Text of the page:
There is determined power in his features, every one of which seem charged with the memories of a keen and varied life passed with the army of which he was a part. As the declining sun throws its long shadows across the meadows, his quick ear catches the sound of the evening gun from Washington's Headquarters, at Newburg, midst the homes of the gallant "Orange Blossoms"; and from further down the river, at West Point, the harmonious strains of the music of parade, the beat of drum and sound of trumpet are echoed by Cro' Nest and the old gray hills as they re-echoed the martial music of Washington's army. Soldiers march forth, bearing the flag he fought for. Its stars are increased, indicative of growth and strength of almost imperial States. It is not the old Continental uniform of blue and buff he sees, but he finds splendid soldiers in training to lead the hosts who will ever defend and fight for that flag and uphold the Union his comrades in arms established and achieved. They honor and salute the flag, and again the evening gun of West Point causes the national standard to be furled and guarded for the night, while all heads are uncovered, and with the strains to its glory all thus honor the flag. He sees we have not forgotten the lays that cheered his comrades' hearts in those dreary days of privation and suffering of a hundred or more years ago. What are his feelings as all these scenes pass before his memory and his vision and he looks down upon us here to-day? He sees in those beaming faces everywhere visible our tributes of gratitude, and that this spot is sacred because of the valorous dead, who achieved so much, who achieved everything for us. He recalls the invocation and prayer of the pastor of the old Prison Church, that the spirit of our forefathers be with us and upon us, and he sees your Dr. Huizingah's eloquent prayer is answered.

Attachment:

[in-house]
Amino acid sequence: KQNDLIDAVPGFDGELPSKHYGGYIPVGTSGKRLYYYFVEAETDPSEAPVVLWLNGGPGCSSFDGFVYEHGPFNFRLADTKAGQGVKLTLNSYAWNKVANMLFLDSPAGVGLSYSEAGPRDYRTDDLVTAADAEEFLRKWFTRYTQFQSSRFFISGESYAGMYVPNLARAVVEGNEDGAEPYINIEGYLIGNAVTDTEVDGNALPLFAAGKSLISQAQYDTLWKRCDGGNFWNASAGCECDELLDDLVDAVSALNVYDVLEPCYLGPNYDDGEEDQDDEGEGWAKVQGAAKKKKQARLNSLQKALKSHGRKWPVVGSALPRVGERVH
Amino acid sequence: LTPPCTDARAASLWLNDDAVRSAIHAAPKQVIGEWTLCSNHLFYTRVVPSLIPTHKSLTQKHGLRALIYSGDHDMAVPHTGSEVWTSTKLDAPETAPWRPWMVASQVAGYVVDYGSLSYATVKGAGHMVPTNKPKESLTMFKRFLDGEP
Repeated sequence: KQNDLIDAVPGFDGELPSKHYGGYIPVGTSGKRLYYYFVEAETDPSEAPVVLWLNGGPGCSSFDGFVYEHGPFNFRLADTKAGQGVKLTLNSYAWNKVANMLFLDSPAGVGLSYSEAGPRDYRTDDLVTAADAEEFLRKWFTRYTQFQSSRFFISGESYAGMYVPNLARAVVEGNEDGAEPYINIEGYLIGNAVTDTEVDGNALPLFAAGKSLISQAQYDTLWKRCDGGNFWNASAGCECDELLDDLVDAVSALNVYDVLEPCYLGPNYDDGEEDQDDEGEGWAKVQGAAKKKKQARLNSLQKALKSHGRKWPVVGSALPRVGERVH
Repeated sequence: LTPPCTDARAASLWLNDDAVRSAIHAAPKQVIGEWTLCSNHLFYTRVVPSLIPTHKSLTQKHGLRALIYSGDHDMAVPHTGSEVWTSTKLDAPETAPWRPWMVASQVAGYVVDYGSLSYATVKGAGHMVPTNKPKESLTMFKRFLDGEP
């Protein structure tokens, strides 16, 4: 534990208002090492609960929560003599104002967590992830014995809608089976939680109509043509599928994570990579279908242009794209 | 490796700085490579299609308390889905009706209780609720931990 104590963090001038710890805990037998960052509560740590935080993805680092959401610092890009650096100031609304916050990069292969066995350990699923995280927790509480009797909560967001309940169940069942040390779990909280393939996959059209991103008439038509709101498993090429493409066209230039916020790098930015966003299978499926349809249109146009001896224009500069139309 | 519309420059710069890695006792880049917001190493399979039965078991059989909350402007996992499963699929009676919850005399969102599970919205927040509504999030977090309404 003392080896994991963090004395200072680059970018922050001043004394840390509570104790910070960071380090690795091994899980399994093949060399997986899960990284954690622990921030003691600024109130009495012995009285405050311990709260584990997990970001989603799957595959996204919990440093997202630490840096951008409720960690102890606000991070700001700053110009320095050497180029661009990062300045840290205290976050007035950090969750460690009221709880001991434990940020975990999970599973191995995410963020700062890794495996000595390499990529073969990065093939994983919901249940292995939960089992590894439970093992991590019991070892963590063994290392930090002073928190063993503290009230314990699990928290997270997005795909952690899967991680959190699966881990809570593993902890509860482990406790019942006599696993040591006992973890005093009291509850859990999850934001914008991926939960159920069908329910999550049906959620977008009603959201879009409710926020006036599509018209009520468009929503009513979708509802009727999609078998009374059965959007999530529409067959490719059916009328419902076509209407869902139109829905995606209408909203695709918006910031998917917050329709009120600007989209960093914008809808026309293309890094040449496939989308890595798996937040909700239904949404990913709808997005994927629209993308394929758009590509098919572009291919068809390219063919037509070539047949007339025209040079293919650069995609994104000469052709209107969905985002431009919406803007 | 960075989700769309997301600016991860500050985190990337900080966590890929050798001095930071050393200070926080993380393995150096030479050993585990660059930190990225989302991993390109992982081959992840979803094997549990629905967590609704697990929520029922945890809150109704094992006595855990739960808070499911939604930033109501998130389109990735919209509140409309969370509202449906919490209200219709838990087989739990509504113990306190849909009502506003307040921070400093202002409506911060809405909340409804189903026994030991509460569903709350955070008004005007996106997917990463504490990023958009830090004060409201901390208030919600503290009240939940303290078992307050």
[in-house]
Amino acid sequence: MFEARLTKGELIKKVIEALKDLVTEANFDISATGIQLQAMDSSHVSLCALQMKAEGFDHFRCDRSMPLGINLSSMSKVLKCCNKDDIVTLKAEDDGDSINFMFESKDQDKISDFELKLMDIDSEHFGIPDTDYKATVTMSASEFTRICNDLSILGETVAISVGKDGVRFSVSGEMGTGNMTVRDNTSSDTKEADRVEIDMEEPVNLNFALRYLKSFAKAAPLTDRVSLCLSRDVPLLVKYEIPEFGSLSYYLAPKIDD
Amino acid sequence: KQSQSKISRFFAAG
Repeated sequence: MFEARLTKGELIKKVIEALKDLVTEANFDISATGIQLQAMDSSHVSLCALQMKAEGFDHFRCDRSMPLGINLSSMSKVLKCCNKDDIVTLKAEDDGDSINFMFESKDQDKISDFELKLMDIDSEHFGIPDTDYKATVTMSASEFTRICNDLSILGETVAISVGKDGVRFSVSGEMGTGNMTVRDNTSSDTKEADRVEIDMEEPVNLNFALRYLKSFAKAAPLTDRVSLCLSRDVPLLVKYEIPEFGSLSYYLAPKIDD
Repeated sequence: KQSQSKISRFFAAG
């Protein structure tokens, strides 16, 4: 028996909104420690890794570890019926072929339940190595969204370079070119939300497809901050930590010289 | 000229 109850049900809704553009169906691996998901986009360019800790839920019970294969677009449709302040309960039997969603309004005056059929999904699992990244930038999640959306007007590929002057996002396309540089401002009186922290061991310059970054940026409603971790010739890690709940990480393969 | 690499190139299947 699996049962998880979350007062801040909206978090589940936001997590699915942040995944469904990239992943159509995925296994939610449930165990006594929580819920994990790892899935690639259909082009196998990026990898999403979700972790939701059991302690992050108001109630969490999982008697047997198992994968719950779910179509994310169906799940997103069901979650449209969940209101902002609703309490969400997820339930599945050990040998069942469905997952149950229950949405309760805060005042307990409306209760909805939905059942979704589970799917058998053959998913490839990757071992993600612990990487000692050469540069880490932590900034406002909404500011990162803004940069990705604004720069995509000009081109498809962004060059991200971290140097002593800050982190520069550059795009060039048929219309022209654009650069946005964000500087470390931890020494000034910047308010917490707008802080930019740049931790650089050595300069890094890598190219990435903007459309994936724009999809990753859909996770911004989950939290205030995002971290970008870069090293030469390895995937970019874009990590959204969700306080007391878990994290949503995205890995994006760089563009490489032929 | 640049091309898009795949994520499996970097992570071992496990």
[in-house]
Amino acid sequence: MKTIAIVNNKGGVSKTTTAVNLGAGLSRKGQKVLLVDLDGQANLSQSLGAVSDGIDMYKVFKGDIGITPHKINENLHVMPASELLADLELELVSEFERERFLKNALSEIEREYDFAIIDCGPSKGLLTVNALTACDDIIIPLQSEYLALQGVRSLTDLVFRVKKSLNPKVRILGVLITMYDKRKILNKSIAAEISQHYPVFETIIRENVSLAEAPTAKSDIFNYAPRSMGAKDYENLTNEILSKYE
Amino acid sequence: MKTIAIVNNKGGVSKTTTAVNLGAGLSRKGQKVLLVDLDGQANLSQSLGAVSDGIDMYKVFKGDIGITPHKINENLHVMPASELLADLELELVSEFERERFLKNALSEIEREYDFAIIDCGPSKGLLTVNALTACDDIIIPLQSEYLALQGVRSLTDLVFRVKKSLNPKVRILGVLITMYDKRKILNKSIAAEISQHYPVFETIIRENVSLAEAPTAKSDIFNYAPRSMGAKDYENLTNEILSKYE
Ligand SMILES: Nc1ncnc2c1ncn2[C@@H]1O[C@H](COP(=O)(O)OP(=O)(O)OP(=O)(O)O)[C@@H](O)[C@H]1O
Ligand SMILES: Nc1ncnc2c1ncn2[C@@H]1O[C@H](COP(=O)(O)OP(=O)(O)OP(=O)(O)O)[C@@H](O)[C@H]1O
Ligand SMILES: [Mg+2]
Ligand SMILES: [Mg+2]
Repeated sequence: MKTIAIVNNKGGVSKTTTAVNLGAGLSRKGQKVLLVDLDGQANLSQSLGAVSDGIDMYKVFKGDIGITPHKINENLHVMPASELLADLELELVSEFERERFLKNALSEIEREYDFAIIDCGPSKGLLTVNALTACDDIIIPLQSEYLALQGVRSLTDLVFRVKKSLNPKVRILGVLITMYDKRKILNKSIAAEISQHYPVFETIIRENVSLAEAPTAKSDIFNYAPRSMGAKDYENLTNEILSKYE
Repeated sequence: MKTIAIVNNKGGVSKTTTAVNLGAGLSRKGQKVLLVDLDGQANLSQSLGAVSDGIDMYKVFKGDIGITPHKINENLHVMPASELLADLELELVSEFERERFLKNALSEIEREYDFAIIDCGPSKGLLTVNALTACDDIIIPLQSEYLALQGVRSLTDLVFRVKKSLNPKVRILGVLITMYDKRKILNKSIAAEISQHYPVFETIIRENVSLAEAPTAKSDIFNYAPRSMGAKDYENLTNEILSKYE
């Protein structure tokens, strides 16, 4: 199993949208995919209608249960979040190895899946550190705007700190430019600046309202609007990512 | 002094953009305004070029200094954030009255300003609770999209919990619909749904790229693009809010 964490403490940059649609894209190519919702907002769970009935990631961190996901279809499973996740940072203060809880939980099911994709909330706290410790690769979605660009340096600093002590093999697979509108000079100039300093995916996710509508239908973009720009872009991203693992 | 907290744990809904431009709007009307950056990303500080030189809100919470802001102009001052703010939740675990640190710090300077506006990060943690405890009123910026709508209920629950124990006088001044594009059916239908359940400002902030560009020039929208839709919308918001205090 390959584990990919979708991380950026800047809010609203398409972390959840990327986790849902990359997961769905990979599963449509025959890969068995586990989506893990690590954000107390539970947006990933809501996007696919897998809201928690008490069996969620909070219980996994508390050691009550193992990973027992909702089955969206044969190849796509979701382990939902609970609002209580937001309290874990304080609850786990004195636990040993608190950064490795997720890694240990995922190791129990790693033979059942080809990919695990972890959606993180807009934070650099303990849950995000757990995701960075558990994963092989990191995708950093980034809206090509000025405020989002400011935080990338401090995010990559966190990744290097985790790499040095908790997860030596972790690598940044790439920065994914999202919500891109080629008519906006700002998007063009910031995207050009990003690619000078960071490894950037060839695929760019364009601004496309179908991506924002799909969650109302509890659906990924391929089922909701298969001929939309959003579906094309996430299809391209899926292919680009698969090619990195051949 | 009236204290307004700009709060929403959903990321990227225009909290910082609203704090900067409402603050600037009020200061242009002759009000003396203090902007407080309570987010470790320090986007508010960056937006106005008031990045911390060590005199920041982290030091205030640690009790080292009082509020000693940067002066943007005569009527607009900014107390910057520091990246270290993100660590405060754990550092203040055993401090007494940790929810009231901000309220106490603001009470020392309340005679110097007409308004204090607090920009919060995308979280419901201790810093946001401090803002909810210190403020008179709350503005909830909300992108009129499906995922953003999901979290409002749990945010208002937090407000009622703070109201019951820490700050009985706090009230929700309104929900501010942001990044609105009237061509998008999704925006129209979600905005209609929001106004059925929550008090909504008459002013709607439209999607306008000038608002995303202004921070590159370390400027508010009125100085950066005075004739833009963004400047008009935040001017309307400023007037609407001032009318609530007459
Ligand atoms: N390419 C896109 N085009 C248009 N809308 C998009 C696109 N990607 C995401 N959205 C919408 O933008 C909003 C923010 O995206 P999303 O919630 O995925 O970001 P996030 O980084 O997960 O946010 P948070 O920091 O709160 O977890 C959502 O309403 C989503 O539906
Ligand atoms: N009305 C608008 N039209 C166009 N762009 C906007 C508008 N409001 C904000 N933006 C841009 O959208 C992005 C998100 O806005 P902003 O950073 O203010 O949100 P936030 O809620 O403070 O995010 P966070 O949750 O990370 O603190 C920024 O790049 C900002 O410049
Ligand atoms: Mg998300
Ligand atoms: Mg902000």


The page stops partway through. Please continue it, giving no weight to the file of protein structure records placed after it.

As we unveil the memorial he reads there, beneath the arc of the thirteen stars, carved in granite, commemorative of the thirteen original States, these graceful words of patriotism and gratitude, penned by the estimable lady, Mrs. Verplanck, Re gent of the Melzingah Chapter, so prominent and efficient in the work and the effort that has caused this assemblage and this ceremony. Remember these words. They tell him, and they tell you and all, the story of the days and events we commemorate. Listen to them: "In grateful remembrance of the brave men who gave their lives for their country during the American Revolution, and whose remains repose in the adjoining Held, this stone is erected by Melzingah Chapter, Daughters American Revolution, October 14, 1897." Our shade has vanished. He has recognized the spirit and the work here. Heaven bless Melzingah Chapter of the Daughters of the American Revolution. Blessings upon every Chapter or Association of devoted and patriotic women who institute or aid such work. May their example spread over the land until no spot or incident of that grand struggle remains without some mark to perpetuate the memory of its good and its glory for mankind. Let us join together and erect a monument to the Continental soldier as he was in the days we commemorate and place it on the bank of the Hudson. Let us mark the noble Lafayette's home in his hours of sickness and suffering for us. May the study of those historic days be constant and pervading, and the solutions of the problems of our own day and generation be facilitated, the national necessities better appreciated, the people become better qualified as Americans, and learn how, in the language of the Preamble to the United States Constitution, "to establish justice, insure domestic tranquility, provide for the common defense, promote the general welfare, and secure the blessings of liberty to ourselves and our posterity."